Project Description

Author: Hasan et al.


Refugees and departed immigrants living in shelter camps are usually exposed to a variety of infectious conditions, including hepatitis C virus (HCV) infection. Current relevant data for forcibly displaced Myanmar nationals (FDMN) of refugee camps, Cox’s Bazar, Dhaka is scanty for community-based remediation planning. Therefore, the present study evaluated the frequency of HCV infection among admitted FDMNs in a tertiary care hospital in close proximity to the refugee camps.

This study was conducted through a cross-sectional approach from August 2018 to January 2019 in the Department of Medicine, Cox’s Bazar Medical College Hospital. A total of 384 participants were included following informed written consent. Data collection was conducted through face-to-face interviews and laboratory analyses of blood samples (to determine seropositivity for anti-HCV antibody). The collected data were analyzed by the statistical software SPSS V 22.0. The study conformed to the ethical guidelines according to the Declaration of Helsinki.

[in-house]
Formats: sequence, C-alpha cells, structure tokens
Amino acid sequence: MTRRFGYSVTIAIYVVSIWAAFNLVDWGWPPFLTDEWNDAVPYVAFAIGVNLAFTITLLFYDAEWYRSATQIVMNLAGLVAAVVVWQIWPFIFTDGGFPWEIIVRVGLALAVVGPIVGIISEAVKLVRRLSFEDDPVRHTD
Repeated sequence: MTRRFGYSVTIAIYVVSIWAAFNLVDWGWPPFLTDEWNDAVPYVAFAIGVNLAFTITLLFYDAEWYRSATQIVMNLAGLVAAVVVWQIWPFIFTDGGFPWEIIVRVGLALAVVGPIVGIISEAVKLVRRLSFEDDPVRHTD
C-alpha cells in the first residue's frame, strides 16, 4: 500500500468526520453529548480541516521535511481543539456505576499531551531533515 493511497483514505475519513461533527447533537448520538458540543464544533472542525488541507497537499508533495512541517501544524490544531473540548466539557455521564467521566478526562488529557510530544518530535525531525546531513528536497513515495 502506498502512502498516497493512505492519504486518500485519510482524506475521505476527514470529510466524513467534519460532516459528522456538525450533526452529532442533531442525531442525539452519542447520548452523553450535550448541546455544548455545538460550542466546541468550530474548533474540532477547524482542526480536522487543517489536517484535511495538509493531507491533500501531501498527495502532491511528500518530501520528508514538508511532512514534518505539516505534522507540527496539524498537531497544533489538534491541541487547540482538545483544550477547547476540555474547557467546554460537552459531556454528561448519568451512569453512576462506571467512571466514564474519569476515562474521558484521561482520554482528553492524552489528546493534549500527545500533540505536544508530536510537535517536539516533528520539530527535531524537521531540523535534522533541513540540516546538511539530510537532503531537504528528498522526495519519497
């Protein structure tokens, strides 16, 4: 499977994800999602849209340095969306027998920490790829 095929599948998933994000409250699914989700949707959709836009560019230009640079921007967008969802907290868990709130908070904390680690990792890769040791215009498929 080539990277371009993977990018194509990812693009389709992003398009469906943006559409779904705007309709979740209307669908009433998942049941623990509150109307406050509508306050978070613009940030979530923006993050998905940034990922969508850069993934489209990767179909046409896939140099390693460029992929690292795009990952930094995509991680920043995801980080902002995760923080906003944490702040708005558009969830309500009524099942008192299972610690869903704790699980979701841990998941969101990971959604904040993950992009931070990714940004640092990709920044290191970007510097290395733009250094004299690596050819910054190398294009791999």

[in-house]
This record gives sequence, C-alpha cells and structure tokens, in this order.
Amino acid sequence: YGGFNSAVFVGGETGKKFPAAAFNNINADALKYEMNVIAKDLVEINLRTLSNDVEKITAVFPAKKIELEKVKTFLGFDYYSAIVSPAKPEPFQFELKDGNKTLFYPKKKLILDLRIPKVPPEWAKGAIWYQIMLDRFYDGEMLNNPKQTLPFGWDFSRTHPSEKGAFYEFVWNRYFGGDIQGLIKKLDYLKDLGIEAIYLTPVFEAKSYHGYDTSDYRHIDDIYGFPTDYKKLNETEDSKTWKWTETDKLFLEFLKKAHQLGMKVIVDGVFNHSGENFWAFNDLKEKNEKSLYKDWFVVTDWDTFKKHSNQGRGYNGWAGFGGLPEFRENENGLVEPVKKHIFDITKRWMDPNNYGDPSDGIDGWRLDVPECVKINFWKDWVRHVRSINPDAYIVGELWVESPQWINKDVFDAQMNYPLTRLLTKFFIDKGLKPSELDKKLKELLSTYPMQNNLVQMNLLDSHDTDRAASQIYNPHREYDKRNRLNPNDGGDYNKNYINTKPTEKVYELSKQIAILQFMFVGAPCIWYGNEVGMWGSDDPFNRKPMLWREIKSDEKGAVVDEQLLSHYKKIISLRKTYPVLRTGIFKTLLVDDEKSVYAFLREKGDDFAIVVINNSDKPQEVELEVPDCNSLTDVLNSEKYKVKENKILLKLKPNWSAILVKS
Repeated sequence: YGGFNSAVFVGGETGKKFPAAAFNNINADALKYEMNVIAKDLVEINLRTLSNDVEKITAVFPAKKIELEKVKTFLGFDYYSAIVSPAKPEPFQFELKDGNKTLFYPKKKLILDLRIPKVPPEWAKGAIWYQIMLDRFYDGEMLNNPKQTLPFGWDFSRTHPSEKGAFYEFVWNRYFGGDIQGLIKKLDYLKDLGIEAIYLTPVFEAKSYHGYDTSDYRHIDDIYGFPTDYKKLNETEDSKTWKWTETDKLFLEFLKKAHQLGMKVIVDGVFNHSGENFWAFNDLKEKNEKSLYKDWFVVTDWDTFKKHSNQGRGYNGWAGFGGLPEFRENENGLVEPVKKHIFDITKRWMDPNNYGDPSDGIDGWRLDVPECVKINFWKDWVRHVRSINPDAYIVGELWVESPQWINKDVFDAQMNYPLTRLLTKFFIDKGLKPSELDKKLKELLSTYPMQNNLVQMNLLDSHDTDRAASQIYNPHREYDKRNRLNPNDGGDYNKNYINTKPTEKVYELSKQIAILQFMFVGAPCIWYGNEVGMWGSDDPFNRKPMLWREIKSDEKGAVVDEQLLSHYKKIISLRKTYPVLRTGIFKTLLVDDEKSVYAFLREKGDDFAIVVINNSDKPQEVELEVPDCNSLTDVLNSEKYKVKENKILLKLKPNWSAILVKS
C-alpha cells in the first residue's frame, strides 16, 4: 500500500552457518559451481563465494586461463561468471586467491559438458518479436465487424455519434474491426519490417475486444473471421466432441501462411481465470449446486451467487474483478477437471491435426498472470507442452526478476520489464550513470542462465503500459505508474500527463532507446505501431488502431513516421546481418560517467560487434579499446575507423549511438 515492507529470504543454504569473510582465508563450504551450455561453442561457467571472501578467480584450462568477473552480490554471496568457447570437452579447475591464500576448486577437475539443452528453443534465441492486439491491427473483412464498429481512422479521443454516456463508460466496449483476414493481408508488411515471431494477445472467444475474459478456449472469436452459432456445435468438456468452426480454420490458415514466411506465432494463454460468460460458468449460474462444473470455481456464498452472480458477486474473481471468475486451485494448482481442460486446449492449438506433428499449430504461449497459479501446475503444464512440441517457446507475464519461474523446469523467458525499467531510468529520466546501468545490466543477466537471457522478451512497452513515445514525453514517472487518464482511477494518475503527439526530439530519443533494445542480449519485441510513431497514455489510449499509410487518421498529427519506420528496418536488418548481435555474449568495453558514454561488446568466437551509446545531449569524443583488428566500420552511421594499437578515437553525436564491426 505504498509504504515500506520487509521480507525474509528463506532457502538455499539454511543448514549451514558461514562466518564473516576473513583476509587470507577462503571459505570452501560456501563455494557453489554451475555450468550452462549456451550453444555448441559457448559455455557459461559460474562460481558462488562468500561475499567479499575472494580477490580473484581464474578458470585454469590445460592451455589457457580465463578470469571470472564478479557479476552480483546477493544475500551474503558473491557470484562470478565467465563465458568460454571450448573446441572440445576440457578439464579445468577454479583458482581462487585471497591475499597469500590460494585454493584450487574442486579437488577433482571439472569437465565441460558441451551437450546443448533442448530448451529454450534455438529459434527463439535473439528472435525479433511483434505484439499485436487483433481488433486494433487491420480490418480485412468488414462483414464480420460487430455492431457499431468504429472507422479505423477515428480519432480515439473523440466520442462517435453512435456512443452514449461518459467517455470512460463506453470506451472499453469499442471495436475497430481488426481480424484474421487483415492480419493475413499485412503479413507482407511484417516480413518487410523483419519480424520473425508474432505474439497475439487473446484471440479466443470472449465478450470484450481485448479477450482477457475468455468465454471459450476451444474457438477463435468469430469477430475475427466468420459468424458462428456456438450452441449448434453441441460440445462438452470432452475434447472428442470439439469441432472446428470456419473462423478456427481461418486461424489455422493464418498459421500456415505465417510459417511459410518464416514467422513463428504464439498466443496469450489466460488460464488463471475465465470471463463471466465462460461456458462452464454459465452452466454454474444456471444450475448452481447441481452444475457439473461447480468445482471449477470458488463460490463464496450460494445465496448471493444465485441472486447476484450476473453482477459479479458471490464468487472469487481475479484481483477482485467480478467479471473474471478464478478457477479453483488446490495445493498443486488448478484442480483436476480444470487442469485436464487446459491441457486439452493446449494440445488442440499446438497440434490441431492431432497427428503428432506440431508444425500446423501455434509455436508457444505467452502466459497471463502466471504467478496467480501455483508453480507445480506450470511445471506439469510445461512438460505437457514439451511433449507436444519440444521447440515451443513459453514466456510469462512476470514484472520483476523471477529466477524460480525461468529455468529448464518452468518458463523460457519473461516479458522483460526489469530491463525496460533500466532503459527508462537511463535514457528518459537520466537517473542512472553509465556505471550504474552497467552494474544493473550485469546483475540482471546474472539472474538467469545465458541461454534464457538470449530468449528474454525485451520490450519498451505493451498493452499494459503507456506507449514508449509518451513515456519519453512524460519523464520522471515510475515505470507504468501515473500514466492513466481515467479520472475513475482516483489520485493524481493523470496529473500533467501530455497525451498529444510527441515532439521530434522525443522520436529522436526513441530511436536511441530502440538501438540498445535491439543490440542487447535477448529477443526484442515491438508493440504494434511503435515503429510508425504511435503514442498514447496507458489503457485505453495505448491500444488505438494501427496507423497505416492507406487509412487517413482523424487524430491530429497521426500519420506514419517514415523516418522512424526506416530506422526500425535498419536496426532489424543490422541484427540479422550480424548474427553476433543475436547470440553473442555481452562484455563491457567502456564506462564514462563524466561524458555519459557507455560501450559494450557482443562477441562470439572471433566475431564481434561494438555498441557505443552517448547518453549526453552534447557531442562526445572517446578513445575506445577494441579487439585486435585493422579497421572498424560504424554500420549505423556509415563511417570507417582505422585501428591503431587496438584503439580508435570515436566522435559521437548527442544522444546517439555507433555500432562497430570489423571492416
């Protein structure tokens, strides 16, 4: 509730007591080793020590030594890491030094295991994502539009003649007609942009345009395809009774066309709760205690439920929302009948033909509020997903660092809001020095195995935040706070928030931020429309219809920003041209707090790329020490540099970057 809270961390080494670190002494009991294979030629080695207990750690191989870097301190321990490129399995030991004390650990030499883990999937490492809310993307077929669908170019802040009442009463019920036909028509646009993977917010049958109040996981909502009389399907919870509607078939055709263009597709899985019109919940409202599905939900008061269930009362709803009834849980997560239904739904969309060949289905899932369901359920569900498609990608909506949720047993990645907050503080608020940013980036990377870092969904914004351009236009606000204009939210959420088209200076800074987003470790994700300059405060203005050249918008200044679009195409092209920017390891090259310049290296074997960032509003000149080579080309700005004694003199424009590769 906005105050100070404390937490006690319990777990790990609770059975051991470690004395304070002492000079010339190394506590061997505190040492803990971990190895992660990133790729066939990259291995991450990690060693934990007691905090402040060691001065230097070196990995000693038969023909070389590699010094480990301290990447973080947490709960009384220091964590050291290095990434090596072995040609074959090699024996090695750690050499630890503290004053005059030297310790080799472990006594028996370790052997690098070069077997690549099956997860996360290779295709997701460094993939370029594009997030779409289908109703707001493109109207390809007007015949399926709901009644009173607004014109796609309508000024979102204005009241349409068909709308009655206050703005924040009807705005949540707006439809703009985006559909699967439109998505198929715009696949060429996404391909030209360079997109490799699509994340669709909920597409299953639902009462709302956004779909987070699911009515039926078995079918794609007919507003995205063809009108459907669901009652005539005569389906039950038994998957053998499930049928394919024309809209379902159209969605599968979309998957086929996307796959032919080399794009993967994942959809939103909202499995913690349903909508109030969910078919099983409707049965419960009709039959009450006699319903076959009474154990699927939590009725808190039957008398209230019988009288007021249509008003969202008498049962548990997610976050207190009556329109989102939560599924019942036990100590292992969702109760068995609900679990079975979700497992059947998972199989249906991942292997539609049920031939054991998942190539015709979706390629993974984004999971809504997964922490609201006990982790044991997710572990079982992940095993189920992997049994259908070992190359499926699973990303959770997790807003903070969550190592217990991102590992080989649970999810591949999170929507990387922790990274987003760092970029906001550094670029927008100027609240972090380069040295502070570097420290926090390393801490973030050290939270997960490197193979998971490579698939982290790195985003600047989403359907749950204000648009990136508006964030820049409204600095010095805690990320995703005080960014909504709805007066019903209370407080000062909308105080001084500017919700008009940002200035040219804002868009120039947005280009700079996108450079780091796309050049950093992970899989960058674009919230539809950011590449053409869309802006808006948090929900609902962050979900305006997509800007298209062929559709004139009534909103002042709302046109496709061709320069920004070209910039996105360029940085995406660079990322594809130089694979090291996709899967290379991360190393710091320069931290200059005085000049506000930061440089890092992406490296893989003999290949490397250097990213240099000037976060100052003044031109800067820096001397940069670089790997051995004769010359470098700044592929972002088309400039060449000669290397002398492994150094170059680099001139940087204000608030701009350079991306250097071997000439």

The mean age of recruited study participants was 44.96±15.62 (SD) years, with a slight female preponderance (51.6% female vs 48.4% male). The frequency of positive HCV cases was 44%. Body piercing, tobacco consumption, and injection drug abuse were the most common risk factors for positive HCV infection. However, a statistical association of positive HCV cases was observed with middle age group (31-50 years) and illiteracy. Among the risk factors, history of multiple sexual partners, unsafe blood transfusion and injectable drug use were observed associated with HCV positivity.

Conclusion: In this study, seropositivity for hepatitis C among patients seeking medical care from a tertiary hospital was observed at an alarming rate that needs to be addressed and treated properly. Appropriate strategic measures should be ensured to prevent further transmission.

Status: Ongoing

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